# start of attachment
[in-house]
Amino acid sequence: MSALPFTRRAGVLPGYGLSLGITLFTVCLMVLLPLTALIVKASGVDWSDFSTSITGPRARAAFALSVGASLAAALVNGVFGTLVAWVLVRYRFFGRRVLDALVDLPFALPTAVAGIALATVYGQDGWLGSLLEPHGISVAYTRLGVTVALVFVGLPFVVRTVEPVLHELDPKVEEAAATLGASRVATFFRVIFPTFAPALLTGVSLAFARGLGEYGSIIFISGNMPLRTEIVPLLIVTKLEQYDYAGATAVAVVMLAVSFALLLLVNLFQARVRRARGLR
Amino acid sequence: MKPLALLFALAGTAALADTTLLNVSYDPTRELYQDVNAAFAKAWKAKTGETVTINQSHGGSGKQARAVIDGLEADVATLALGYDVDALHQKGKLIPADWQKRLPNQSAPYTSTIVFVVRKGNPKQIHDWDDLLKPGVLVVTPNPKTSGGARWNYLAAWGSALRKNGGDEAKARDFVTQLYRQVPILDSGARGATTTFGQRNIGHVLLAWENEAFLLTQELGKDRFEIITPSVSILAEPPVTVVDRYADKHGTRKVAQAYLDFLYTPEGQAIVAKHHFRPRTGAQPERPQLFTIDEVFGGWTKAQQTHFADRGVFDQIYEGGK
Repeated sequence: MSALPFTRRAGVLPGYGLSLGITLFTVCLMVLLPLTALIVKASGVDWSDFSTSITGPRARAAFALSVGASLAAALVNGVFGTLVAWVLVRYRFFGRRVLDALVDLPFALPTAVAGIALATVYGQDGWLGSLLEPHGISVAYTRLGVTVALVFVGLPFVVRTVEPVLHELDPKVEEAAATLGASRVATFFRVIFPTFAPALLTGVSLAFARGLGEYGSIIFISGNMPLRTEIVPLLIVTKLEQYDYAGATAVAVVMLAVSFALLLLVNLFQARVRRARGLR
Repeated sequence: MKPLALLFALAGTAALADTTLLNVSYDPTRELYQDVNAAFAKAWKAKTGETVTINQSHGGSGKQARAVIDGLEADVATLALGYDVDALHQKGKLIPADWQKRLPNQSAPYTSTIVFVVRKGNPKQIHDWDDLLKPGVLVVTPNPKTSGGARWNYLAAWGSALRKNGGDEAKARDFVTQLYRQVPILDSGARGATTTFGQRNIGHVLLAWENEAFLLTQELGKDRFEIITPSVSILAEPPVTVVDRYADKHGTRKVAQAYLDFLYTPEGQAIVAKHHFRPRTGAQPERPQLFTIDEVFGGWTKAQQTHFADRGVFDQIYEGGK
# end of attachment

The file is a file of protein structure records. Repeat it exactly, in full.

[in-house]
Amino acid sequence: MSALPFTRRAGVLPGYGLSLGITLFTVCLMVLLPLTALIVKASGVDWSDFSTSITGPRARAAFALSVGASLAAALVNGVFGTLVAWVLVRYRFFGRRVLDALVDLPFALPTAVAGIALATVYGQDGWLGSLLEPHGISVAYTRLGVTVALVFVGLPFVVRTVEPVLHELDPKVEEAAATLGASRVATFFRVIFPTFAPALLTGVSLAFARGLGEYGSIIFISGNMPLRTEIVPLLIVTKLEQYDYAGATAVAVVMLAVSFALLLLVNLFQARVRRARGLR
Amino acid sequence: MKPLALLFALAGTAALADTTLLNVSYDPTRELYQDVNAAFAKAWKAKTGETVTINQSHGGSGKQARAVIDGLEADVATLALGYDVDALHQKGKLIPADWQKRLPNQSAPYTSTIVFVVRKGNPKQIHDWDDLLKPGVLVVTPNPKTSGGARWNYLAAWGSALRKNGGDEAKARDFVTQLYRQVPILDSGARGATTTFGQRNIGHVLLAWENEAFLLTQELGKDRFEIITPSVSILAEPPVTVVDRYADKHGTRKVAQAYLDFLYTPEGQAIVAKHHFRPRTGAQPERPQLFTIDEVFGGWTKAQQTHFADRGVFDQIYEGGK
Repeated sequence: MSALPFTRRAGVLPGYGLSLGITLFTVCLMVLLPLTALIVKASGVDWSDFSTSITGPRARAAFALSVGASLAAALVNGVFGTLVAWVLVRYRFFGRRVLDALVDLPFALPTAVAGIALATVYGQDGWLGSLLEPHGISVAYTRLGVTVALVFVGLPFVVRTVEPVLHELDPKVEEAAATLGASRVATFFRVIFPTFAPALLTGVSLAFARGLGEYGSIIFISGNMPLRTEIVPLLIVTKLEQYDYAGATAVAVVMLAVSFALLLLVNLFQARVRRARGLR
Repeated sequence: MKPLALLFALAGTAALADTTLLNVSYDPTRELYQDVNAAFAKAWKAKTGETVTINQSHGGSGKQARAVIDGLEADVATLALGYDVDALHQKGKLIPADWQKRLPNQSAPYTSTIVFVVRKGNPKQIHDWDDLLKPGVLVVTPNPKTSGGARWNYLAAWGSALRKNGGDEAKARDFVTQLYRQVPILDSGARGATTTFGQRNIGHVLLAWENEAFLLTQELGKDRFEIITPSVSILAEPPVTVVDRYADKHGTRKVAQAYLDFLYTPEGQAIVAKHHFRPRTGAQPERPQLFTIDEVFGGWTKAQQTHFADRGVFDQIYEGGK